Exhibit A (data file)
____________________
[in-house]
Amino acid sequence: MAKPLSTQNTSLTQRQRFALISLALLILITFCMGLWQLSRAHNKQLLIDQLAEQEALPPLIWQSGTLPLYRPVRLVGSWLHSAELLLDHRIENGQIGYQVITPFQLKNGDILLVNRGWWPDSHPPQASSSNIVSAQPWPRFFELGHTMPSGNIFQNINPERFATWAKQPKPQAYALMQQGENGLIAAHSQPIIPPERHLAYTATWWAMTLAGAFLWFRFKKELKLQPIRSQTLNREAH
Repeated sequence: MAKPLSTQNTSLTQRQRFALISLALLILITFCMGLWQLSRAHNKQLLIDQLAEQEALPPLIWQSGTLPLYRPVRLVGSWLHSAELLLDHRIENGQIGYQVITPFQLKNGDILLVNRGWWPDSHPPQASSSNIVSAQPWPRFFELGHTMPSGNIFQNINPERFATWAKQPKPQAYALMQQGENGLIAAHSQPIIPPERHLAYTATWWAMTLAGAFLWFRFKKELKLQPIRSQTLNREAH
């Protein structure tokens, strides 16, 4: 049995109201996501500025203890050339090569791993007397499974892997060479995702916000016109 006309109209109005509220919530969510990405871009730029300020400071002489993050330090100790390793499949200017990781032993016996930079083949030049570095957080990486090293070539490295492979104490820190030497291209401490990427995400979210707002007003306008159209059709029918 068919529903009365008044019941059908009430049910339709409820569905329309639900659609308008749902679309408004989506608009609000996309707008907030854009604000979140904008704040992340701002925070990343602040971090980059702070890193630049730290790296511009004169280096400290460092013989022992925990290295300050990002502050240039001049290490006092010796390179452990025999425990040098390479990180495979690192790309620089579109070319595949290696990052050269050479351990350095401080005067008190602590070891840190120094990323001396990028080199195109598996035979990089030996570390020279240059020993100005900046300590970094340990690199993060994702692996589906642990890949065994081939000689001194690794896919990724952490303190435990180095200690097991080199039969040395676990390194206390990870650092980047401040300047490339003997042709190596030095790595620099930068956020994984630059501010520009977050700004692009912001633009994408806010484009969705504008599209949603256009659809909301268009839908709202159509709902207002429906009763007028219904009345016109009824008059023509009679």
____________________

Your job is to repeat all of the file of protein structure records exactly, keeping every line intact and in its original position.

[in-house]
Amino acid sequence: MAKPLSTQNTSLTQRQRFALISLALLILITFCMGLWQLSRAHNKQLLIDQLAEQEALPPLIWQSGTLPLYRPVRLVGSWLHSAELLLDHRIENGQIGYQVITPFQLKNGDILLVNRGWWPDSHPPQASSSNIVSAQPWPRFFELGHTMPSGNIFQNINPERFATWAKQPKPQAYALMQQGENGLIAAHSQPIIPPERHLAYTATWWAMTLAGAFLWFRFKKELKLQPIRSQTLNREAH
Repeated sequence: MAKPLSTQNTSLTQRQRFALISLALLILITFCMGLWQLSRAHNKQLLIDQLAEQEALPPLIWQSGTLPLYRPVRLVGSWLHSAELLLDHRIENGQIGYQVITPFQLKNGDILLVNRGWWPDSHPPQASSSNIVSAQPWPRFFELGHTMPSGNIFQNINPERFATWAKQPKPQAYALMQQGENGLIAAHSQPIIPPERHLAYTATWWAMTLAGAFLWFRFKKELKLQPIRSQTLNREAH
């Protein structure tokens, strides 16, 4: 049995109201996501500025203890050339090569791993007397499974892997060479995702916000016109 006309109209109005509220919530969510990405871009730029300020400071002489993050330090100790390793499949200017990781032993016996930079083949030049570095957080990486090293070539490295492979104490820190030497291209401490990427995400979210707002007003306008159209059709029918 068919529903009365008044019941059908009430049910339709409820569905329309639900659609308008749902679309408004989506608009609000996309707008907030854009604000979140904008704040992340701002925070990343602040971090980059702070890193630049730290790296511009004169280096400290460092013989022992925990290295300050990002502050240039001049290490006092010796390179452990025999425990040098390479990180495979690192790309620089579109070319595949290696990052050269050479351990350095401080005067008190602590070891840190120094990323001396990028080199195109598996035979990089030996570390020279240059020993100005900046300590970094340990690199993060994702692996589906642990890949065994081939000689001194690794896919990724952490303190435990180095200690097991080199039969040395676990390194206390990870650092980047401040300047490339003997042709190596030095790595620099930068956020994984630059501010520009977050700004692009912001633009994408806010484009969705504008599209949603256009659809909301268009839908709202159509709902207002429906009763007028219904009345016109009824008059023509009679």